Wood and I took a nap....something we haven't done in years. Time to talk, uninterrupted. Those conversations meandered in a way that they just can't at home, with phones jangling, kids needing rides....life interrupting.

But this morning, at 5:45, I was back to hitting the floor running. 6:30 swim practice and a 7:00 volleyball clinic.  Stopped for bagels on the way home....it's good to be back.

A Death in Kansas

by Pat Antonopoulos

This is not a statement of my personal beliefs concerning abortion. It is not my intention to address my beliefs and/or the beliefs of others concerning abortion.

These facts were reported on the radio early today.
Dr. George Tiller, M.D. is dead, shot while ushering at his place of worship in Wichita, Kansas.
Dr. Tiller performed abortions at the clinic started by his father. He leaves a wife of 45 years, several children and ten grandchildren. The shooter a 51 year old male, lived in the Kansas City area.
Again, these are the facts as reported on the radio.

That trite cliche, "Cannot get my head around this" expresses my efforts to sort through the feelings that came with the news report. Did the shooter believe himself to be the appointed executioner? Did the shooter use the pragmatic end justifies the means to make the decision to pull that trigger? Had the shooter agonized balancing his beliefs concerning abortion with his beliefs concerning the murder of a man? Was this act his considered sacrifice---the sacrifice of Dr. Tiller and the sacrifice of himself?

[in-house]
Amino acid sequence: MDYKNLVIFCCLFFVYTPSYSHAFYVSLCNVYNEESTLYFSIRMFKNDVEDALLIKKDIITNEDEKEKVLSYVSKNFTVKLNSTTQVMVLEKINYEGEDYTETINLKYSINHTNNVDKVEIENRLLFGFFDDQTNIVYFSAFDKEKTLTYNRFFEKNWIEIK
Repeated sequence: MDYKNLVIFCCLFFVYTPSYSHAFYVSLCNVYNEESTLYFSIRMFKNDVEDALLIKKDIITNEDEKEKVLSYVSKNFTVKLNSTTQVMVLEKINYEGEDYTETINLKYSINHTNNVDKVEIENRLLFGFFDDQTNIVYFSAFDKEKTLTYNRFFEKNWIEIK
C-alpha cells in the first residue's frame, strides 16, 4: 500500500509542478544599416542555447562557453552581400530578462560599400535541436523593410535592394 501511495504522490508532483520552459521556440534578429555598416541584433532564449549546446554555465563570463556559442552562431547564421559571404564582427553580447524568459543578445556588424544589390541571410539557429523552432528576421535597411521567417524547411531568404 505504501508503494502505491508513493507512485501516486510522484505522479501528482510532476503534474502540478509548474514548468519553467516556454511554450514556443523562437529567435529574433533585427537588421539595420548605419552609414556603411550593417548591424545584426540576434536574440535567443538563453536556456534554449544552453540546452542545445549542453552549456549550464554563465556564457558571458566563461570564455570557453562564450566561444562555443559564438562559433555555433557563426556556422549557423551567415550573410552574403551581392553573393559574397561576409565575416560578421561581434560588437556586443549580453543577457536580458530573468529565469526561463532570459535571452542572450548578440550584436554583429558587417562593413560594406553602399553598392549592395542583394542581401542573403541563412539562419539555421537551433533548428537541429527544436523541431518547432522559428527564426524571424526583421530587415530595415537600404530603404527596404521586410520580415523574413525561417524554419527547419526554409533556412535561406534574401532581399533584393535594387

Perhaps some of these questions will be answered as the story is covered by news sources, by pro life supporters and by pro choice groups, by organizations defending the legal status of abortion and church groups defending their beliefs. Each group will have the opportunity to see the act as reflected in their position statements, to balance as their beliefs dictate.

Again...this is in no way a statement of my personal beliefs regarding abortion.

But it is a statement of mourning, of grief for this act, and the ramifications of the act. Grief for what led to the shooting, grief for the symbolism of shooting a person in a church,
and grief for what will most likely follow this Sunday morning shooting.